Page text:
Get Started with Kubernetes

Learn how to configure your CoreWeave Kubernetes setup to access the Cloud

Request an account

The first step to getting access to CoreWeave Cloud is to fill out the Contact Sales form. Your information will be submitted to our team for review, who will be in touch with next steps.

Create CoreWeave access credentials

Only organization admins may generate, view, and delete access tokens.
For each user who requires a separate Access Token, a new Token and corresponding Kubeconfig file must be generated by the organization admin. The admin must then share this with the user in a secure manner.
At CoreWeave, Kubeconfig files are used to interact with our Kubernetes cluster via clients such as kubectl.
API access tokens are used for programmatic access to CoreWeave Cloud applications, such as Prometheus. Once the organization admin account has been approved and activated, the organization admin may log in to the CoreWeave Cloud UI, then navigate to the API Access page from the left-hand menu.
New Kubeconfig files and credentials as well as new API tokens are created and managed on this page.
Screenshot of the "API & Kubeconfig" page in the Cloud app

[Org admins] Generate a new access token and Kubeconfig file

Organization admins may generate new API access tokens by navigating to the API Access page on the Cloud UI. From here, click the API & Kubeconfig tab at the top right of the page, then click the Create a New Token button to the right to open the token generation modal.
The Kubeconfig and Access Token are shown only once! Be sure to save this file and the token in a secure location. If you lose your Access Token, it can be found inside your Kubeconfig file.
Token names are optional, but recommended. If the Automatically download Kubeconfig checkbox is checked, a Kubeconfig file with the new token embedded within it, named cw-kubeconfig, will download automatically upon token creation. To prevent this, uncheck this box.
Below the name input is the option to select the namespaces to which this token grants access. Select a namespace by clicking it, then click the right-pointing arrow to move it to the box on the right. Namespaces listed in the box on the right will be granted to the new token upon creation. To select multiple namespaces, check the boxes beside each desired namespace, then click the right-facing arrow to add them. Clicking the left-pointing arrow will remove namespaces to be added.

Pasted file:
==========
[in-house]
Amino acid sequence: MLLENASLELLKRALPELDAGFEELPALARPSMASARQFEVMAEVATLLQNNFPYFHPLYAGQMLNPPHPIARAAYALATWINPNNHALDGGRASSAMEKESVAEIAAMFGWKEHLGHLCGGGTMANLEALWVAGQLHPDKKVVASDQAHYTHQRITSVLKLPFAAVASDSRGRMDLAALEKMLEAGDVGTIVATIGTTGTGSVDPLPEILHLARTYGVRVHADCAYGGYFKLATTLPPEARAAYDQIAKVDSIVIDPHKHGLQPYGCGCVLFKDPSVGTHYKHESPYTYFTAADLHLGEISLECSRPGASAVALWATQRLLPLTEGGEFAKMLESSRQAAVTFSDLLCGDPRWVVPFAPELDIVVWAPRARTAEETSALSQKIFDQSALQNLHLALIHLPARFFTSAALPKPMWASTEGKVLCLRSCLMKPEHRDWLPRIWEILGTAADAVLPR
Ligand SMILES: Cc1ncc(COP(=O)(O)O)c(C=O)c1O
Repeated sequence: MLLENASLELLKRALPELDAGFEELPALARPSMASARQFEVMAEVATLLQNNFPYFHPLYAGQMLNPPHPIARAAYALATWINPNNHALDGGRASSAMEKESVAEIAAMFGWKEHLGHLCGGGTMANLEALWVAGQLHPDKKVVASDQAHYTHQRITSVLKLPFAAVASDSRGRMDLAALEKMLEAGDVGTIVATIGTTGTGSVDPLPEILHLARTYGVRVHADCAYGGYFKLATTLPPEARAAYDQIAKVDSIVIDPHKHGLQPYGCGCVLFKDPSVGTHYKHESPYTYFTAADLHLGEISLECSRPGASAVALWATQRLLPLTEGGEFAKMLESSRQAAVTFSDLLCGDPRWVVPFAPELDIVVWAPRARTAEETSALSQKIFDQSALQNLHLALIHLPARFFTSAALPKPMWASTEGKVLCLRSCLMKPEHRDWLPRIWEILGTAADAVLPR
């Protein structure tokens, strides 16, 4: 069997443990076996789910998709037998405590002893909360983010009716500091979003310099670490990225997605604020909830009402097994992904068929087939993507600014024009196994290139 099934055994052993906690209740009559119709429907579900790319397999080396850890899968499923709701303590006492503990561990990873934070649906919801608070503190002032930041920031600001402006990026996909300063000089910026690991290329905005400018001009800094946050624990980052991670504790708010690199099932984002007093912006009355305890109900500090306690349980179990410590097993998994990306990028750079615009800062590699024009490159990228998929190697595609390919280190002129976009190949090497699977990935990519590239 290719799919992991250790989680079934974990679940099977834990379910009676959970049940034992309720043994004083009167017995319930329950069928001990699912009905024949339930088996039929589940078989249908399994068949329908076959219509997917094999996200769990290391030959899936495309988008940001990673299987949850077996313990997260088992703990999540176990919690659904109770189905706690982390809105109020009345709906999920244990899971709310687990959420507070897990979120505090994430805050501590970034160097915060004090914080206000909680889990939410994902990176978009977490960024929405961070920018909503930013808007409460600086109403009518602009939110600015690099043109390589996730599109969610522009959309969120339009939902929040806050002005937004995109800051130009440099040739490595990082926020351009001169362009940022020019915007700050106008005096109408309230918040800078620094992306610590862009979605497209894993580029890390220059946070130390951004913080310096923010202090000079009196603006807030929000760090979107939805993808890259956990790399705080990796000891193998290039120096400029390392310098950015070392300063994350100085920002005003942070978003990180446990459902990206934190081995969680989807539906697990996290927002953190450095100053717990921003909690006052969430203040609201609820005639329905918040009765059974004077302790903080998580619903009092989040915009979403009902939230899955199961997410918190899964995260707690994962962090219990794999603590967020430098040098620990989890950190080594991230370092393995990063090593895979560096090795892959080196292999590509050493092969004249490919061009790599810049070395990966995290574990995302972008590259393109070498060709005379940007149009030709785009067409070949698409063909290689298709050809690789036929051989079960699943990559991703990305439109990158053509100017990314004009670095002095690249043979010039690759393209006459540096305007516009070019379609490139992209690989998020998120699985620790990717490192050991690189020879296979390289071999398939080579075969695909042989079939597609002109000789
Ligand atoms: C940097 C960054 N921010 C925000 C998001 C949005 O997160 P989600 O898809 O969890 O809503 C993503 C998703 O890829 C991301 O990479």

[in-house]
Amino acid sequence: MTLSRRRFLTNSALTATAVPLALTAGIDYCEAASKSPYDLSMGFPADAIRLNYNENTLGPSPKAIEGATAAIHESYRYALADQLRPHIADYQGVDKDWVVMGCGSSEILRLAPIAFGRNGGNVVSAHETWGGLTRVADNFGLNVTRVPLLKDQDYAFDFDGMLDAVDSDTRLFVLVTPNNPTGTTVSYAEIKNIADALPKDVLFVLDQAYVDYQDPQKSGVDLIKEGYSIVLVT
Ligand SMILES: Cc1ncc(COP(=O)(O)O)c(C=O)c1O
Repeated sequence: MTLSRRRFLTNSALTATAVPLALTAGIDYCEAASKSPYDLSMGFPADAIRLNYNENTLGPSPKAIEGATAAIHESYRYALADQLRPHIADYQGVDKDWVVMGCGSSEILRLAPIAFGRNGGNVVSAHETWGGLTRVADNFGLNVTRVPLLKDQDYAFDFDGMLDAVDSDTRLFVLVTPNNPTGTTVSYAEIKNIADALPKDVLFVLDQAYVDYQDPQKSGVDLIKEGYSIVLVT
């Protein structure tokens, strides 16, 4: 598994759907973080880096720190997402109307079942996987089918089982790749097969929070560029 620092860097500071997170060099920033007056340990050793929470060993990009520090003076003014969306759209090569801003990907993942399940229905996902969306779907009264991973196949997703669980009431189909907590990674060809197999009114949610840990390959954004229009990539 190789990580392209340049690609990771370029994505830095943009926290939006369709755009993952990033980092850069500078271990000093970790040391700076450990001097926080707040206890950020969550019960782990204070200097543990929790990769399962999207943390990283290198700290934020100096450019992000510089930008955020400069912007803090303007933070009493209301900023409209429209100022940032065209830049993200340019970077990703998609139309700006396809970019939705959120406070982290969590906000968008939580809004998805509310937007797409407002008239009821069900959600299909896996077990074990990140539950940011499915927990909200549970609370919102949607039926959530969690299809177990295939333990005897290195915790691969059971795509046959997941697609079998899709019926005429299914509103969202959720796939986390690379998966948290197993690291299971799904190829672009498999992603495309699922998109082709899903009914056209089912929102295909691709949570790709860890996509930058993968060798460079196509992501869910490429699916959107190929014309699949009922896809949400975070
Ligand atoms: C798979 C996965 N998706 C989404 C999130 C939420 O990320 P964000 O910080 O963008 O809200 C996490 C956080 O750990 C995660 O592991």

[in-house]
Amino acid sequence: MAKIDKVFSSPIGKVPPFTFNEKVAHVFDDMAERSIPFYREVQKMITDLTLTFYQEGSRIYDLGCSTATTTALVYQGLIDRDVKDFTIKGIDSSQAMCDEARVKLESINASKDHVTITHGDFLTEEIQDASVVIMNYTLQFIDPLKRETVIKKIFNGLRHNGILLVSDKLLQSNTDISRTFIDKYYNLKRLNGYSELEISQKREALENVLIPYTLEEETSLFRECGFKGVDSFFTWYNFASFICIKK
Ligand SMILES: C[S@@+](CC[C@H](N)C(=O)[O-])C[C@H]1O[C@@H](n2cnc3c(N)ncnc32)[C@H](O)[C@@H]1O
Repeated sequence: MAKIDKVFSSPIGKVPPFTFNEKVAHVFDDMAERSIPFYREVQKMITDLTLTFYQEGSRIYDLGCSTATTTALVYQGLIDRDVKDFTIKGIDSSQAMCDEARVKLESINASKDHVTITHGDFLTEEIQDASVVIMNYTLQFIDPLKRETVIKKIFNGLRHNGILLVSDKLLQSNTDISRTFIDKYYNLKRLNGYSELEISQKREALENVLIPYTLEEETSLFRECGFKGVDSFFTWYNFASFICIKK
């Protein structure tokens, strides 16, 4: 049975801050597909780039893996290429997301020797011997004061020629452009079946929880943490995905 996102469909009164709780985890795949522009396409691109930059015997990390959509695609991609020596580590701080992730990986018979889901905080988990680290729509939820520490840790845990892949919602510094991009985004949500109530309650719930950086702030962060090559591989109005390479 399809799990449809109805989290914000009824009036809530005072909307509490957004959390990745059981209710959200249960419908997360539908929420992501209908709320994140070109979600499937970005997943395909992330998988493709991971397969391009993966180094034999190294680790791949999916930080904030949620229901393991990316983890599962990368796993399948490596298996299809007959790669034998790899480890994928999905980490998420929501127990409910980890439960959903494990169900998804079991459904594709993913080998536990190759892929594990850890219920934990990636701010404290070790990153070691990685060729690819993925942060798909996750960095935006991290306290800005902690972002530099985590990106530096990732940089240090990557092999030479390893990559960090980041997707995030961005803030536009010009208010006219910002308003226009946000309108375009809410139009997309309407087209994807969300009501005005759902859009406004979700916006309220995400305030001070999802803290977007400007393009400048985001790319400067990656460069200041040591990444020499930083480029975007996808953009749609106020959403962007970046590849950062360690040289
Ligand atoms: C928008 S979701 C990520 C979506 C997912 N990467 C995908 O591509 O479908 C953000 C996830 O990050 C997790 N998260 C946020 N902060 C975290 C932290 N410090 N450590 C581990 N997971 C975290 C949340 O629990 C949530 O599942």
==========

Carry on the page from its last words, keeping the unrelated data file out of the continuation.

Once namespace selection is complete, click Create token.

Custom RBAC for tokens

For more fine-grained access control, organization admins may create a token with no namespaces selected. This creates a "blank" token, whose permissions are managed solely by custom Kubernetes RBAC policies bound to the token as the RBAC subject. For more information, contact support.

Install Kubernetes tools

Once you have obtained your Access Credentials from your organization admin, download the Kubernetes command line tools to your local machine.
Additional Resources
For more information on Kubernetes installation and configuration, please reference the official Kubernetes documentation.

Installing kubectl on a Linux system

Downloading and installing the binary

The following command is a simple way to install kubectl on your Linux system by downloading the binary.
curl -LO "$(curl -L -s"
Once you have the kubectl binary downloaded, install it by first making the binary executable:
$ chmod +x ./kubectl
Then, move the file into the system bin directory:
$ sudo mv ./kubectl /usr/local/bin/kubectl
If you would prefer to install Kubernetes using a Native Package Manager, please view the Kubernetes guide on Installing using Native Package Manager.
Verifying the kubectl binary
If you'd like to verify kubectl, you can verify it by running a checksum operation on the downloaded file prior to installing it, such as: